Security and Cryptography (S2, 2014)

Homework 4 - Public Key Crypto


Diffie-Hellman key exchange is a protocol in which two users can securely exchange a secret key over a public network. You will use OpenSSL to perform a Diffie-Hellman key exchange with the lecturer.

RSA is a widely used public key cryptography, where once a key pair is generated, a message is encrypted with:

C = Me mod n

and decrypted with:

M = Cd mod n

While the public value e can be small, for security d should be large. This presents a performance problem for decryption as raising a large number C to a large power d takes a long time with a computer. Therefore a performance optimization commonly used in implementations of RSA is split the modular exponentation of decryption into two steps where the exponents are much smaller than d. This performance optimization does not (theoretically) reduce the security of the scheme. To use this performance optimization, when generating a key pair several additional values are also generated and stored in the private key. The private key values are listed on slide 18 of the Public Key Cryptography lecture slides. The steps for decrypting using the performance optimization of RSA are listed on slide 6 of the RSA Acoustic Cryptanalysis lecture slides. (Also see the Hints in the steps below)

You will use OpenSSL to generate your own RSA key pair, and solve a small RSA problem by hand (or with a calculator/computer) to illustrate the performance optimization.


This homework is assessed. You need to use OpenSSL, as well as manual calculations, to perform the following steps. I will test using OpenSSL version 1.0.1 14 Mar 2012. In files/text below, replace ID with your actual student ID.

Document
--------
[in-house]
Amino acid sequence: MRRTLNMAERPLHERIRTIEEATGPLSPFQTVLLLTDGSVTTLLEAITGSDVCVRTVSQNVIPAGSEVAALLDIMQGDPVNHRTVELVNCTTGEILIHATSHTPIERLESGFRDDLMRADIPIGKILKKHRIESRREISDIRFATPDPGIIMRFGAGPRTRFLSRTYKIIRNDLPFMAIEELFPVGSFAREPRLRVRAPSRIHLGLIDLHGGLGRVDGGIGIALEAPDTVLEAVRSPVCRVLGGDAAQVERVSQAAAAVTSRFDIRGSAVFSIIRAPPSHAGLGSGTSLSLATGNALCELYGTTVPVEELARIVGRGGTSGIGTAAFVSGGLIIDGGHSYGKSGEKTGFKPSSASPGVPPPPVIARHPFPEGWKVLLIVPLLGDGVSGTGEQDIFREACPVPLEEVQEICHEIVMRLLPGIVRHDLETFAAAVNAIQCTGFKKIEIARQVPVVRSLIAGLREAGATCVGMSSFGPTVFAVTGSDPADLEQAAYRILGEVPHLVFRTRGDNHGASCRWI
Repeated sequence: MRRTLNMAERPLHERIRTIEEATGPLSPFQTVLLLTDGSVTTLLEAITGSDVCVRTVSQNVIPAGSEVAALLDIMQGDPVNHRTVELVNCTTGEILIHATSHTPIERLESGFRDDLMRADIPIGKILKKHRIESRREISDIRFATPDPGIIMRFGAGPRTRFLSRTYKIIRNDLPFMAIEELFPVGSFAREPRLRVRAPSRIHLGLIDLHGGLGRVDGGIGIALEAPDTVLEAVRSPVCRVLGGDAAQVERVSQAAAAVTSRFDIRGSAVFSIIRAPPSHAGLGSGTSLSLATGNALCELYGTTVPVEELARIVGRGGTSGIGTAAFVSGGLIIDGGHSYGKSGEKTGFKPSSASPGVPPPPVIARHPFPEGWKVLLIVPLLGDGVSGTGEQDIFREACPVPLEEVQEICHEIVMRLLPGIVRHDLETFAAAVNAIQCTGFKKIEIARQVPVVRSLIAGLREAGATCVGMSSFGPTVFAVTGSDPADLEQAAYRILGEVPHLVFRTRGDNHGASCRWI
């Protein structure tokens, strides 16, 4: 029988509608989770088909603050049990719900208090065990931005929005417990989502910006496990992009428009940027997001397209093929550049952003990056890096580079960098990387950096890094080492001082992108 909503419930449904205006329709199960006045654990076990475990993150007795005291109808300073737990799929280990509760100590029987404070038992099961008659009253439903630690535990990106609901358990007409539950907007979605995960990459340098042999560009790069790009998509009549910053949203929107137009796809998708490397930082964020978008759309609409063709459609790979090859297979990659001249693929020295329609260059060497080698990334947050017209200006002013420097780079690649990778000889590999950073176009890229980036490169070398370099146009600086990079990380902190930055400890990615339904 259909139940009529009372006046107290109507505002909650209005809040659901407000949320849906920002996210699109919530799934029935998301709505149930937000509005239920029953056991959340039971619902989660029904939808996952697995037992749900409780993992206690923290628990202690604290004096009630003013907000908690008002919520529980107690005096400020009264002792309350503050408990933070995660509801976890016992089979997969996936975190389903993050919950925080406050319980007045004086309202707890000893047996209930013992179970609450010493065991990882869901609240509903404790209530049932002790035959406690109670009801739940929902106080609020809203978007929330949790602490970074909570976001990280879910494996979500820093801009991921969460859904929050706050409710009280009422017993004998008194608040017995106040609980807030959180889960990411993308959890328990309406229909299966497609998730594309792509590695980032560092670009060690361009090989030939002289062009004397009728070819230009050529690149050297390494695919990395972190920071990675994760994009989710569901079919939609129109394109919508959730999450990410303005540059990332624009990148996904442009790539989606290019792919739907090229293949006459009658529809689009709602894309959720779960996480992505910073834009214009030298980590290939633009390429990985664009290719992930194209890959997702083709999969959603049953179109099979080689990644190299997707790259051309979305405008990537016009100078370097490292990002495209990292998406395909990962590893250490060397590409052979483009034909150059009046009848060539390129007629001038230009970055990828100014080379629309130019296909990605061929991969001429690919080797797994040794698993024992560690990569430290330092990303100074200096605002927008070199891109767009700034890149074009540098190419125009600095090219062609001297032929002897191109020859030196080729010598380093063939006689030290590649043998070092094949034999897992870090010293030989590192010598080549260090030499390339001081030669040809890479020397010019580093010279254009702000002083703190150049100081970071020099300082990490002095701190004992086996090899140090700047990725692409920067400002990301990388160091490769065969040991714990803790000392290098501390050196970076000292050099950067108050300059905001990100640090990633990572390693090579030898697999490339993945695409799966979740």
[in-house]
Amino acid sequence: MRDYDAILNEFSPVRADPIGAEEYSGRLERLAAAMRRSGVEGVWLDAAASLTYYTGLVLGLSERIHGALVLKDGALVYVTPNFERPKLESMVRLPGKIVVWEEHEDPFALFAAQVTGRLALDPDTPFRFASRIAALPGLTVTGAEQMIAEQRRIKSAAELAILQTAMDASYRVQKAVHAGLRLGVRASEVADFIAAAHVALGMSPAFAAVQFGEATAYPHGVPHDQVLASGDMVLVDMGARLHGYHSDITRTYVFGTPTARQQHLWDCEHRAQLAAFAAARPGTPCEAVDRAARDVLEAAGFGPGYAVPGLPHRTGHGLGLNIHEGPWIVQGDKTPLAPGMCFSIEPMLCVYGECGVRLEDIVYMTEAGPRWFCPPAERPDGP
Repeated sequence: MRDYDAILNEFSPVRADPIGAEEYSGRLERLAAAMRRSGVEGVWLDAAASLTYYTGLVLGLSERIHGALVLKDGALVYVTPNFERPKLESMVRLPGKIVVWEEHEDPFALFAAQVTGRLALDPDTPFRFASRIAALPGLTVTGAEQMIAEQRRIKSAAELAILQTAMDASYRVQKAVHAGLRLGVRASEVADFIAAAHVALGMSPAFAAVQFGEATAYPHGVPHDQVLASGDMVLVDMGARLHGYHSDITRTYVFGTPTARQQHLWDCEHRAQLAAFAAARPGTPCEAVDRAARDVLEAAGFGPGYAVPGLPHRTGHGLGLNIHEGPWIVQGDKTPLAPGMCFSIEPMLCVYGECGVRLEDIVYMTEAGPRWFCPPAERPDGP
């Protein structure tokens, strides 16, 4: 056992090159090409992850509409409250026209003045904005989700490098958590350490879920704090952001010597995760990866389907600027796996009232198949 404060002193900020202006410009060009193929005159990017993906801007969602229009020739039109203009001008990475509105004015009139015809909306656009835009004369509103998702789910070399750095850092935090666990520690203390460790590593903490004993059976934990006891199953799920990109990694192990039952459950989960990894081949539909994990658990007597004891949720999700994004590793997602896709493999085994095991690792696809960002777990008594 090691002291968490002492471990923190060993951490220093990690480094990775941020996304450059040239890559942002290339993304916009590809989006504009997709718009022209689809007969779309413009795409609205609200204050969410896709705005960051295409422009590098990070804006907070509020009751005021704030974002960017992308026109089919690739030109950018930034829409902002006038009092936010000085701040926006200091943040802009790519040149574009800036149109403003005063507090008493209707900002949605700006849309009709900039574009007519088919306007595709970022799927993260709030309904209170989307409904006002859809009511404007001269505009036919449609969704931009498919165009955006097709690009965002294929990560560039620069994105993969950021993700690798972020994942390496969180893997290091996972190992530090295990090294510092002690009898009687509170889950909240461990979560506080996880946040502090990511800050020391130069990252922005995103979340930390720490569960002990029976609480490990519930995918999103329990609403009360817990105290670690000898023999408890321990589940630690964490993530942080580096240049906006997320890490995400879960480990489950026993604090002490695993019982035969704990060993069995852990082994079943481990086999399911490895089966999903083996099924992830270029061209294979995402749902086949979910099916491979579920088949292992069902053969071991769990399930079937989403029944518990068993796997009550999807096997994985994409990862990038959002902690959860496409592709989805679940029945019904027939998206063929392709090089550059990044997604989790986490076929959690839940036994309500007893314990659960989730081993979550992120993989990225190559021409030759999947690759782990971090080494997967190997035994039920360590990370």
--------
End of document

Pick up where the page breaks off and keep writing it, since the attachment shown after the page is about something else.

The following steps are performed with OpenSSL. Follow my examples for using OpenSSL with RSA, Diffie-Hellman and AES encryption. (Note you don't have to perform all the steps on the examples, only those steps as required by the tasks below).

  1. Generate your own RSA 4096-bit key pair, saving as ID-rsa-private.pem. Use the default public exponent (65537). View the values, comparing them to the private key values on slide 18 of the lecture notes. Save your key information (you will need it in later homeworks - losing it will result in a penalty).
  2. Extract your RSA public key and submit it on Moodle as the file ID-rsa-public.pem. Make sure your private key information is NOT included or released to anyone else.
  3. Generate Diffie-Hellman global public parameters, saving them in the file ID-dh-param.pem. View and understand the values.
  4. Generate your Diffie-Hellman private key, saving in the file ID-dh-private.pem. View and understand the values. Save the private key for later use - do not lose it.